My wife and I visited Spain in May-June 2018 (see our travelogue) and ended the trip with three days in Barcelona. Knowing that Barcelona is very popular with tourists and it would be peak summer season when we got there, we booked our accommodation well in advance. As usual I used Booking.com, my favourite hotel booking site; I've used it for years and have always been very happy with their service. We looked at various hotel, guest house and B&B options near Plaza Catalunya in Barcelona and eventually settled on Plaza Catalunya Guest House - it was centrally located, near a Metro station, breakfast was included and it looked very nice from the photographs we saw. It was on the expensive side (slightly more than 100 Euros a night for the two of us in a room with a private bathroom) but Barcelona is expensive and it was located right on the edge of Plaza Catalunya; besides, we knew we'd need some luxury after walking several hundred kilometres of the Camino in the four weeks leading up to our stay there.
We completed the booking on 4 March for a stay from 23-27 June, received confirmation from Booking.com and thought no more about it. We duly flew to Spain and commenced walking the Camino, a 790 kilometre foot path from St Jean Pied-de-Port in France to Santiago de Compostela in the north-western Spanish province of Galicia.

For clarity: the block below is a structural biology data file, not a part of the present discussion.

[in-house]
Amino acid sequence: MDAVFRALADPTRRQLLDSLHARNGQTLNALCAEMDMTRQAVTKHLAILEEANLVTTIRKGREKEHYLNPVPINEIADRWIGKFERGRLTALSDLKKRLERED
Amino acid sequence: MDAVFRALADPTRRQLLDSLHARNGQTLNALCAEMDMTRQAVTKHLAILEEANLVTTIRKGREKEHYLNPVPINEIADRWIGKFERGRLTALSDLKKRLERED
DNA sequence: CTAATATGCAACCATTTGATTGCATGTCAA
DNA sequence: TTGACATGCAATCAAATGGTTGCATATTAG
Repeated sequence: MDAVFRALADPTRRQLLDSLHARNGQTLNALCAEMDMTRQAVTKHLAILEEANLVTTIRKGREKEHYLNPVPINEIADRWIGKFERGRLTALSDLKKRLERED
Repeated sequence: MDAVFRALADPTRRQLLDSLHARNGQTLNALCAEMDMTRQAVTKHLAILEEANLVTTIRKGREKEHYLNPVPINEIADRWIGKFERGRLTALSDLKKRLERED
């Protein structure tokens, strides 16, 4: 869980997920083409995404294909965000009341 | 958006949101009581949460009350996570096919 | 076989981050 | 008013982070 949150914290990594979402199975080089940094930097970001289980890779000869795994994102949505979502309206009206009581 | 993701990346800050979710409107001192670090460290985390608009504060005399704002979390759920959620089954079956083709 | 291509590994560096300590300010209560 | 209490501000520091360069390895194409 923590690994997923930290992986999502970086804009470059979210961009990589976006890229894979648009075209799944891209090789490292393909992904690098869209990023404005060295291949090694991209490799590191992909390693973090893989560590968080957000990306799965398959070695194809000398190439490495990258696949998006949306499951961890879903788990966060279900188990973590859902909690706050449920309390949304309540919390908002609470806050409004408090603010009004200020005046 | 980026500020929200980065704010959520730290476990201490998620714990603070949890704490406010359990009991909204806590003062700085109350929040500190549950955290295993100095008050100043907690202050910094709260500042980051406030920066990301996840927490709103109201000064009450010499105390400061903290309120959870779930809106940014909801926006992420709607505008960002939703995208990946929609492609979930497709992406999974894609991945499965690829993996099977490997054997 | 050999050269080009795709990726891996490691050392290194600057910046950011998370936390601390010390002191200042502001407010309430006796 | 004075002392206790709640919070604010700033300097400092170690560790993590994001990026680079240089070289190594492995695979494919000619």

On 14 June, in the tiny village of Castromaior in the north of Spain, I checked my email and found a message from the owners of Plaza Catalunya. The contents of it was extraordinary and I was completely taken aback. They said that there are no staff members at the guest house after 1 PM so if we arrive after that the only way to get in is to download an app onto a smartphone and load a "digital key" that they would send us. The app would then be able to open the front door of the guest house. There was no apology or even a query as to whether we had a smartphone with a Spanish SIM card. We were going to fly from Santiago to Barcelona on the morning of the day we would check in to the guest house, and the timing of the flight was such that it was very unlikely that we would get to the guest house before 1 PM. That meant we would almost certainly have to deal with the issue of getting inside using the complicated procedure they described.
Before responding I did a bit of online research and found that the app they wanted us to download only runs on Android or Apple phones, which was a problem because between us Karen and I only had a Windows (ie. Microsoft) phone. And even if we could install the app the assumption was that we had airtime or data in Spain that we could use to connect with whatever server they had in the building to control the front door. This was another problem, because we did not have a Spanish SIM card or international roaming and only used wifi, and it was extremely unlikely that there would be wifi in the street outside the door.